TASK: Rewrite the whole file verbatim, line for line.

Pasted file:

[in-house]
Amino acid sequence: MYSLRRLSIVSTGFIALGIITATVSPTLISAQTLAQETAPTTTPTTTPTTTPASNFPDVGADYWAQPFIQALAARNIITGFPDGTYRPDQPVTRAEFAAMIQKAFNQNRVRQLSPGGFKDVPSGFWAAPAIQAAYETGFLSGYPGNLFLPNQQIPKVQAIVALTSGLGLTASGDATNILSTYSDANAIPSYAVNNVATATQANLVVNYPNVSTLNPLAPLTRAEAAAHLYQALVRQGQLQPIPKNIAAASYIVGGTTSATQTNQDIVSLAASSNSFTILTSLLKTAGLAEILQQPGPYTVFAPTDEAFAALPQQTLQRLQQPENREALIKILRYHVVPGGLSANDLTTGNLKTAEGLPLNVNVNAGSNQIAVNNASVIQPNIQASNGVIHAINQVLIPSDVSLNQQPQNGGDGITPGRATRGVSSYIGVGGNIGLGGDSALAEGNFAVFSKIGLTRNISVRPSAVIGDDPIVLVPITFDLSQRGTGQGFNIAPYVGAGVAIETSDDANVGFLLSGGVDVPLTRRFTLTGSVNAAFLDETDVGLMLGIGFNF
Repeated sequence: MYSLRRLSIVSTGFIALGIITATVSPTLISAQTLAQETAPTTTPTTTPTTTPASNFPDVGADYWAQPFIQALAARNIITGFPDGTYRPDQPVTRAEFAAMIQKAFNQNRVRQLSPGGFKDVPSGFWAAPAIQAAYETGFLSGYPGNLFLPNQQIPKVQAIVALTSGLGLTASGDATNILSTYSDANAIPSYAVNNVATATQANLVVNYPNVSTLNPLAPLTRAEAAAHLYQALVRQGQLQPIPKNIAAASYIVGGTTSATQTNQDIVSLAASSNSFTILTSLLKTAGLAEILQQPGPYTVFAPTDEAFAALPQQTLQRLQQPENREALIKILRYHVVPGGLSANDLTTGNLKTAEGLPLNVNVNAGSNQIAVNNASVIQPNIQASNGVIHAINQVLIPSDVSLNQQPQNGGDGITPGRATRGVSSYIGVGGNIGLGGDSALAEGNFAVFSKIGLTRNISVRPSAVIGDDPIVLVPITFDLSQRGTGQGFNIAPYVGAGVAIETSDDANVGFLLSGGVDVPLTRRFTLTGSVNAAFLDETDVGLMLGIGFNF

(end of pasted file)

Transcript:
[in-house]
Amino acid sequence: MYSLRRLSIVSTGFIALGIITATVSPTLISAQTLAQETAPTTTPTTTPTTTPASNFPDVGADYWAQPFIQALAARNIITGFPDGTYRPDQPVTRAEFAAMIQKAFNQNRVRQLSPGGFKDVPSGFWAAPAIQAAYETGFLSGYPGNLFLPNQQIPKVQAIVALTSGLGLTASGDATNILSTYSDANAIPSYAVNNVATATQANLVVNYPNVSTLNPLAPLTRAEAAAHLYQALVRQGQLQPIPKNIAAASYIVGGTTSATQTNQDIVSLAASSNSFTILTSLLKTAGLAEILQQPGPYTVFAPTDEAFAALPQQTLQRLQQPENREALIKILRYHVVPGGLSANDLTTGNLKTAEGLPLNVNVNAGSNQIAVNNASVIQPNIQASNGVIHAINQVLIPSDVSLNQQPQNGGDGITPGRATRGVSSYIGVGGNIGLGGDSALAEGNFAVFSKIGLTRNISVRPSAVIGDDPIVLVPITFDLSQRGTGQGFNIAPYVGAGVAIETSDDANVGFLLSGGVDVPLTRRFTLTGSVNAAFLDETDVGLMLGIGFNF
Repeated sequence: MYSLRRLSIVSTGFIALGIITATVSPTLISAQTLAQETAPTTTPTTTPTTTPASNFPDVGADYWAQPFIQALAARNIITGFPDGTYRPDQPVTRAEFAAMIQKAFNQNRVRQLSPGGFKDVPSGFWAAPAIQAAYETGFLSGYPGNLFLPNQQIPKVQAIVALTSGLGLTASGDATNILSTYSDANAIPSYAVNNVATATQANLVVNYPNVSTLNPLAPLTRAEAAAHLYQALVRQGQLQPIPKNIAAASYIVGGTTSATQTNQDIVSLAASSNSFTILTSLLKTAGLAEILQQPGPYTVFAPTDEAFAALPQQTLQRLQQPENREALIKILRYHVVPGGLSANDLTTGNLKTAEGLPLNVNVNAGSNQIAVNNASVIQPNIQASNGVIHAINQVLIPSDVSLNQQPQNGGDGITPGRATRGVSSYIGVGGNIGLGGDSALAEGNFAVFSKIGLTRNISVRPSAVIGDDPIVLVPITFDLSQRGTGQGFNIAPYVGAGVAIETSDDANVGFLLSGGVDVPLTRRFTLTGSVNAAFLDETDVGLMLGIGFNF